It’s peak pumpkin season, folks. This month many of you will carve faces into them, decorate your home with them, put your babies into pumpkin costumes (so cute!), and eat pumpkin spice everything. (Although I saw a picture of pumpkin spice hummus the other day and that’s going TOO FAR.)
But how often do you think to eat a pumpkin? You should, because they’re full of amazing benefits!
- Pumpkins (nan gua in Chinese) correspond to the Earth element in Chinese medicine, which represents the digestive system. They’re the perfect thing to eat as the weather changes and cold/flu season begins. Pumpkin is considered warming and deeply nourishing to the body.
- When pumpkin is cooked into soups or stews with warming spices like ginger, garlic, cinnamon, or cloves, the effect is even stronger.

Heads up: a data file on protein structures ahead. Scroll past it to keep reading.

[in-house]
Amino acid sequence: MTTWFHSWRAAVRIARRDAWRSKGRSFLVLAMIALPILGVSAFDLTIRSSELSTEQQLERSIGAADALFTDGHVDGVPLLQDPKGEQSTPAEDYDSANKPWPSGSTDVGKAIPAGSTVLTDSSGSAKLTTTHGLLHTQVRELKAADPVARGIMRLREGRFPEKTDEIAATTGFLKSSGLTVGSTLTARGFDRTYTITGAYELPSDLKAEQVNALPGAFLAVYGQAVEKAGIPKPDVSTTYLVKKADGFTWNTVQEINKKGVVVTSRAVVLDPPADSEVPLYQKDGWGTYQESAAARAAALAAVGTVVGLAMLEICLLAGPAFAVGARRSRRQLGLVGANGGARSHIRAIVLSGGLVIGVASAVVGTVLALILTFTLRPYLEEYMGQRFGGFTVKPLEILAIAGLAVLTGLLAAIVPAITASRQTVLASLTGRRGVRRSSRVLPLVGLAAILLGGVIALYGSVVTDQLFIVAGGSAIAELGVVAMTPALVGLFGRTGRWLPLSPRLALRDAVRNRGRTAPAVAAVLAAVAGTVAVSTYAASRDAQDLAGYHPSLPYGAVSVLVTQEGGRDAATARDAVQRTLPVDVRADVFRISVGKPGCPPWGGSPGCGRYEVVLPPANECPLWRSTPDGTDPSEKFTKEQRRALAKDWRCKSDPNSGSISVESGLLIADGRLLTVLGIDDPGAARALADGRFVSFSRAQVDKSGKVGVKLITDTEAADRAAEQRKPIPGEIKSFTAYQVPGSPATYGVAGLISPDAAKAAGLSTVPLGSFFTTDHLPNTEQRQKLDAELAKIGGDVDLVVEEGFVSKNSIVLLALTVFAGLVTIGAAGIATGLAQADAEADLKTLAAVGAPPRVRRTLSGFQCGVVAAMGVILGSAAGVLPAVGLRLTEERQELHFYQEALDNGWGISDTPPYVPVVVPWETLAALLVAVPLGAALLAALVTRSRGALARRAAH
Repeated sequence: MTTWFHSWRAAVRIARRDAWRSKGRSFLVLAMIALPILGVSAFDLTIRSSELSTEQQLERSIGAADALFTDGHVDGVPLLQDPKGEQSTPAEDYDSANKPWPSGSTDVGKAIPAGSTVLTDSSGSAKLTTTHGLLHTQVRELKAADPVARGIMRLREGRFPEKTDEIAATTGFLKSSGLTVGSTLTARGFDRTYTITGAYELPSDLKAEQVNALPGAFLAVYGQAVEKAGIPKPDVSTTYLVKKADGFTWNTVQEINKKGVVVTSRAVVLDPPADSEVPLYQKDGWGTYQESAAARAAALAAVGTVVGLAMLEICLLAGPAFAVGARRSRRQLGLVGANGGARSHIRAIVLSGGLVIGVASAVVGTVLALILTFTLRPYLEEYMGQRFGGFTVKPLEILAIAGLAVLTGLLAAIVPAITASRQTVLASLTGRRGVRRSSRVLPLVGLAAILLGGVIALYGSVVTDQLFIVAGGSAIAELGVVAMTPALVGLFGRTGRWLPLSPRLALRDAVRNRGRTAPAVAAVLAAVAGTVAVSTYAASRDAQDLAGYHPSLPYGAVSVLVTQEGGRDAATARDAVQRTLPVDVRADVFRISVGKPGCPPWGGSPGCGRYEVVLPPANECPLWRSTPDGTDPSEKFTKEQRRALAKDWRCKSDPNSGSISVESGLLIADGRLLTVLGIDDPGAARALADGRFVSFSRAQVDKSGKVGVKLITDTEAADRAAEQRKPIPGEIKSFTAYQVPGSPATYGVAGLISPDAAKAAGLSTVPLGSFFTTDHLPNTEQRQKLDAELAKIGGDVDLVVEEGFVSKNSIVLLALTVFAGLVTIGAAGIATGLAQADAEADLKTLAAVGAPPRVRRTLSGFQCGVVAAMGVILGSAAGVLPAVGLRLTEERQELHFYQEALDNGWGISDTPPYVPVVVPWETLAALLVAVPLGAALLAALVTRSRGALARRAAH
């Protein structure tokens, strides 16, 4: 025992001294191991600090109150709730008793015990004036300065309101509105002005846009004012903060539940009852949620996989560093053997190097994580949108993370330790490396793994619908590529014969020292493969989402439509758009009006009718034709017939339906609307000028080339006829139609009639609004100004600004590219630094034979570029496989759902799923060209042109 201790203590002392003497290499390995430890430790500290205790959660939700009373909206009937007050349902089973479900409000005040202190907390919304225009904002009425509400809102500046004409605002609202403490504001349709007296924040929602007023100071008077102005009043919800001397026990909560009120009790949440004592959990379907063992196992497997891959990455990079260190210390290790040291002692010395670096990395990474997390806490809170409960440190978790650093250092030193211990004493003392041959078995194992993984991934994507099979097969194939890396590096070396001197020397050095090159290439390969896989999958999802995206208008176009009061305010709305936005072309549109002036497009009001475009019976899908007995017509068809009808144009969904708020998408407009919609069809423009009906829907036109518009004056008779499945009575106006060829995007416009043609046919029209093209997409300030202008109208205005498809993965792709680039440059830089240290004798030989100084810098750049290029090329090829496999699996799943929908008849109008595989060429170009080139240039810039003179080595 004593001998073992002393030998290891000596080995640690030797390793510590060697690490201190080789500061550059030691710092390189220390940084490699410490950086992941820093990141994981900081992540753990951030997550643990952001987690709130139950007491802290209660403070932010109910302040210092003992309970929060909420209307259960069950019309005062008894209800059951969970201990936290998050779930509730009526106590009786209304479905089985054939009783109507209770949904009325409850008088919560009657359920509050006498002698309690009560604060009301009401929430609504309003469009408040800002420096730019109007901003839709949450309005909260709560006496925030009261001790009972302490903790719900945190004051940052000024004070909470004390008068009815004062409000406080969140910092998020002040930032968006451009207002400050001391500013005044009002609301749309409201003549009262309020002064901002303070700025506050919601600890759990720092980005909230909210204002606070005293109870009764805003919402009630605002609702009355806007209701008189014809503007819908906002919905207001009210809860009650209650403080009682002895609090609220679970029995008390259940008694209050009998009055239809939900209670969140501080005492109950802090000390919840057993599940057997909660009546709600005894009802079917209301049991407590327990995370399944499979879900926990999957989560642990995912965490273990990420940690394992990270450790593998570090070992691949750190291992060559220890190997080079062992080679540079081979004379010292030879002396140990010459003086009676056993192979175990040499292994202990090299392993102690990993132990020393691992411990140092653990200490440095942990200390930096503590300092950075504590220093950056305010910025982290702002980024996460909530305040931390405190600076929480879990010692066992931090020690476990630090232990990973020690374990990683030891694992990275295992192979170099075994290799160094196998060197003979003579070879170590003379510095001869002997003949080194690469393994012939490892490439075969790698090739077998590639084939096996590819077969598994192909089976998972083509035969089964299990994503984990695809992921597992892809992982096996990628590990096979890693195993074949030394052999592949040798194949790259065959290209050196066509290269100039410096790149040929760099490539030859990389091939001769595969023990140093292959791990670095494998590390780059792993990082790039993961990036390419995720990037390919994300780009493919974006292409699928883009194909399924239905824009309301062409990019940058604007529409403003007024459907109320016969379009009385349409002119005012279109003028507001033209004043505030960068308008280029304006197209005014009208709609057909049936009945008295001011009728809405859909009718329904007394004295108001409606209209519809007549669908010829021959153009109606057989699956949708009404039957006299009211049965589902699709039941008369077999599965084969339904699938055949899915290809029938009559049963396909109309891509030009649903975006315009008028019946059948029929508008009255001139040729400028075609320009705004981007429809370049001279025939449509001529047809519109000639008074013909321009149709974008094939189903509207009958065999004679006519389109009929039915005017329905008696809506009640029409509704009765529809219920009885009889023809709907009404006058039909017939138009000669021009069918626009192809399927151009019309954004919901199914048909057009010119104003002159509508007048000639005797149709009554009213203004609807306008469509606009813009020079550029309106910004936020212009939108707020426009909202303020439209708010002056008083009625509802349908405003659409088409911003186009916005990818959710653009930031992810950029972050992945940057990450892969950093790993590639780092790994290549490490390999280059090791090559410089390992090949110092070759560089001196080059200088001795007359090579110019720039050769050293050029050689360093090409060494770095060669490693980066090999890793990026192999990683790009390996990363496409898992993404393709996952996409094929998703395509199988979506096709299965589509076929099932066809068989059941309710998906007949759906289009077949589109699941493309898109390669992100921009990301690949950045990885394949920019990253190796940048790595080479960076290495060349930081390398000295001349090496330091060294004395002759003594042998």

- Because it strengthens our digestive system, pumpkin also has a beneficial effect on the lungs and can offer an immunity boost.
- Pumpkin is high in antioxidants, vitamin A, and fiber and low in calories.
- Let’s not forget pumpkin seeds! In Chinese medicine, the seeds (nan gua zi) are a traditional remedy for parasites and low milk supply. But even if those issues don’t apply to you, they can also lower cholesterol and help you sleep better. In my house, we always roast the seeds from our jack o’lanterns with a bit of olive oil or butter, some salt, and whatever spices sound delicious.
Note from the cook:
- Smaller pie pumpkins will often taste sweeter and more tender than large carving pumpkins.
- If you do try one of the big ones, buy one just for eating. Once they’ve been carved, unsafe bacteria and molds can grow.
- The same health benefits apply to all yellow/orange fall squashes.
Happy Halloween and happy pumpkin eating!